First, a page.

March 28, 2011

Fran Drescher Goes to Washington

Public Diplomacy is no longer for the few and privileged Foreign Service Officers, says John Robert Kelley. Rather it is transforming in a way to include much more of the ‘P’ in ‘PD’. According to the Figure in Kelley’s article “The New Diplomacy: Evolution of a Revolution,” actors such as NGO’s, Religious Leaders, Intelligentsia Celebrities and Private Sector have an increasingly important role in Public Diplomacy and I would add to this the public itself as well as illustrated by the implementation of Public Diplomacy 2.0 in which two way communication from the public was encouraged and seen as the new wave of PD. I agree that in this increasingly technological world there is no way you can ignore the additional actors who play a role in Public Diplomacy but as mentioned, but as Kelley himself acknowledged diplomats are as integral to the act of public diplomacy as states themselves (which are the only reason we have diplomats in there current carnation anyway). So how much stock should we put in these actors? Can they really help? All signs point to yes… in certain cases. PD strategies are becoming more contingency based (appropriately so) and so many of the things listed above will be used in conjunction with one another in order to make an overall PD strategy that a country uses. The U.S., for example, uses all of the above in some form or other. My favorite non-governmental PD move is the use of actors, and I’m not being sarcastic. At first look making someone like, I don’t know, Fran Drescher a US ambassador is not music to ones ears. However she is the ambassador for “women's issues,” which is a cheesy title but not all together a bad idea. Drescher herself went had breast cancer, which is definitely a woman’s issue and also a very emotionally and physically draining experience. Having someone who has actually been through the experience makes the connection to other women more genuine, especially for something like a disease, which does not tend to respect national borders and international rules of conduct. Therefore addressing a universal issue with someone who can be more empathetic than most is a great strategy and is the ideal example of public diplomacy through new channels. Will this program work? Only time will tell. It won’t solve all foreign policy problems but it definitely helps give a face and personality to the once solely bureaucratic machine of PD.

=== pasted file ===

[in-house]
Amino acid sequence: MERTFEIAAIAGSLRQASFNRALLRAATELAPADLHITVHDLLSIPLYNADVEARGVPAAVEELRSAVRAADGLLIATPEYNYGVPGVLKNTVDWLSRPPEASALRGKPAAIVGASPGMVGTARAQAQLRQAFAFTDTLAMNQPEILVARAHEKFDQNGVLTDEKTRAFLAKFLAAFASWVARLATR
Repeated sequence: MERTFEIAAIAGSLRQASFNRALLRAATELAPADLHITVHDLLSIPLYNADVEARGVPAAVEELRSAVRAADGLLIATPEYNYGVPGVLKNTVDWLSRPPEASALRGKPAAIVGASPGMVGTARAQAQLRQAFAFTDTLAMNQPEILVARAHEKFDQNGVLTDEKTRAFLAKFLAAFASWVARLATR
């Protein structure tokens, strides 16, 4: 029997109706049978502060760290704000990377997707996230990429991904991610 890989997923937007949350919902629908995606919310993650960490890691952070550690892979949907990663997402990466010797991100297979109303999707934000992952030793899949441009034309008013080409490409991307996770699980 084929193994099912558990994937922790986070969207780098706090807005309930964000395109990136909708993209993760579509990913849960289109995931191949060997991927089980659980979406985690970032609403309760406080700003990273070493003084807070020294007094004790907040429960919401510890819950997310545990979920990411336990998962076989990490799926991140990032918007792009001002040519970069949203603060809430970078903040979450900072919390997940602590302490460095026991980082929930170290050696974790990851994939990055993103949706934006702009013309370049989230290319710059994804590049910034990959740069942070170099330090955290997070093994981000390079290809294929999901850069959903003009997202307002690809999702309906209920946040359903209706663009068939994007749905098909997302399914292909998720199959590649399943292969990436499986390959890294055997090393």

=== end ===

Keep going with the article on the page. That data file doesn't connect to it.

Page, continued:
Sources: John Robert Kelley, "The New Diplomacy: Evolution of a Revolution," Diplomacy & Statecraft, Volume 21, Issue 2, 2010, 1-21

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